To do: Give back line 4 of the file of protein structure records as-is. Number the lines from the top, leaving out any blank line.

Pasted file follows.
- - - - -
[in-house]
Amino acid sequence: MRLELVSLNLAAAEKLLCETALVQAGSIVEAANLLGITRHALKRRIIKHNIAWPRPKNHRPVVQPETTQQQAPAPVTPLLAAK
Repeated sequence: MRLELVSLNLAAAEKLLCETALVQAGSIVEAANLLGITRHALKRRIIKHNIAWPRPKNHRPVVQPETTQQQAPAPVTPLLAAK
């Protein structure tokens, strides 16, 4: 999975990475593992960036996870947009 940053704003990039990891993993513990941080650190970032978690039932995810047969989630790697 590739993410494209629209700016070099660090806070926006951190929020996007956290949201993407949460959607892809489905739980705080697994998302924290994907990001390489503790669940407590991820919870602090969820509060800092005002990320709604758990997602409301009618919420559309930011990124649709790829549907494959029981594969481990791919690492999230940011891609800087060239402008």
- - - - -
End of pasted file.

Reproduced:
């Protein structure tokens, strides 16, 4: 999975990475593992960036996870947009 940053704003990039990891993993513990941080650190970032978690039932995810047969989630790697 590739993410494209629209700016070099660090806070926006951190929020996007956290949201993407949460959607892809489905739980705080697994998302924290994907990001390489503790669940407590991820919870602090969820509060800092005002990320709604758990997602409301009618919420559309930011990124649709790829549907494959029981594969481990791919690492999230940011891609800087060239402008």